The discovery of Niagara Falls is commonly attributed to a French priest, Father Louis Hennepin, who traveled there in 1678 was the first European to document them. Native Americans living in the region were likely the falls' original discoverers.Know More
Father Hennepin was part of a 1678 expedition that traveled to Niagara Falls. After returning to France, Hennepin published an account of his travels in "A New Discovery." The book brought Niagara Falls to the western world's attention, inspiring further exploration of the region.
While Hennepin is given the honor for the discovery of Niagara Falls, Frenchman Samuel de Champlain visited the area as early as 1604 during his exploration of Canada. His journals describe the spectacular waterfalls that his party described to him. There is also some evidence the French Jesuit Father Paul Ragueneau visited the falls in 1643 while working among the Hurons in Canada.Learn more in Bodies of Water
Niagara Falls was formed by melting ice that drained down the Niagara River at the end of the Ice Age and dropped off a cliff called the Niagara Escarpment. Constant refreezing and thawing of the Niagara River continues to have an effect on the falls, moving them slowly upstream due to erosion.Full Answer >
Despite unusually cold temperatures during some winters, including that of 1932, Niagara Falls has never actually frozen. Ice forms over the river and icicles form over the falls that create the illusion that the falls are frozen, but the flow of water has stopped only once in 1848. This, however, was due to an ice jam and not because the falls were frozen.Full Answer >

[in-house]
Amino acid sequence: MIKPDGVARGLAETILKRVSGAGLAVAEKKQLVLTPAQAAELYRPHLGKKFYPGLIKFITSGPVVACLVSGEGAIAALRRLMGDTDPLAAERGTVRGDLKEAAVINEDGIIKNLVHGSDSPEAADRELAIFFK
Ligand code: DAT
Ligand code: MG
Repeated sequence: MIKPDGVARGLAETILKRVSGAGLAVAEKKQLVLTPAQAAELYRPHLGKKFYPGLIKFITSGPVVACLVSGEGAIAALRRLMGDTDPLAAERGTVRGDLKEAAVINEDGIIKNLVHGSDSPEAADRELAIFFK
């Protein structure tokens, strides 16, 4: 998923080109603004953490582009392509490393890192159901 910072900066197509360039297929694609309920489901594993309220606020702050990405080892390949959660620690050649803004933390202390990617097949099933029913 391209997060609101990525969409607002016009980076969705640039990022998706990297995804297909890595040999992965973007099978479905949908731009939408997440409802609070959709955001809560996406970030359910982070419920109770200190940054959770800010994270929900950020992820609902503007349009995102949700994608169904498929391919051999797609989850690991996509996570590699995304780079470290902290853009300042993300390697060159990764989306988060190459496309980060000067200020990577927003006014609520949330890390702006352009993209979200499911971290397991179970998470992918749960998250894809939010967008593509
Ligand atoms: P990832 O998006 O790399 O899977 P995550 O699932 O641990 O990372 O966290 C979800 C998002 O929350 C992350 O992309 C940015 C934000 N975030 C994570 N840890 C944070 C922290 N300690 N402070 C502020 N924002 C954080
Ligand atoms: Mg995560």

Victoria Falls is situated on the Zambezi River in southern Africa and forms the border between Zambia and Zimbabwe. Designated as a UNESCO World Heritage Site in 1989, Victoria Falls is known as one of the most majestic and the largest curtain of falling water in the world.Full Answer >
Habitat loss in the Great Lakes is attributed to invasive species, pollution, shoreline development, passage of ships, disappearance of native species and water withdrawals from the Great Lakes basins. A small portion of habitat loss in the Great Lakes comes from natural phenomena, including natural disasters such as floods and droughts. However, most of the changes to this fragile ecosystem comes from human activity.Full Answer >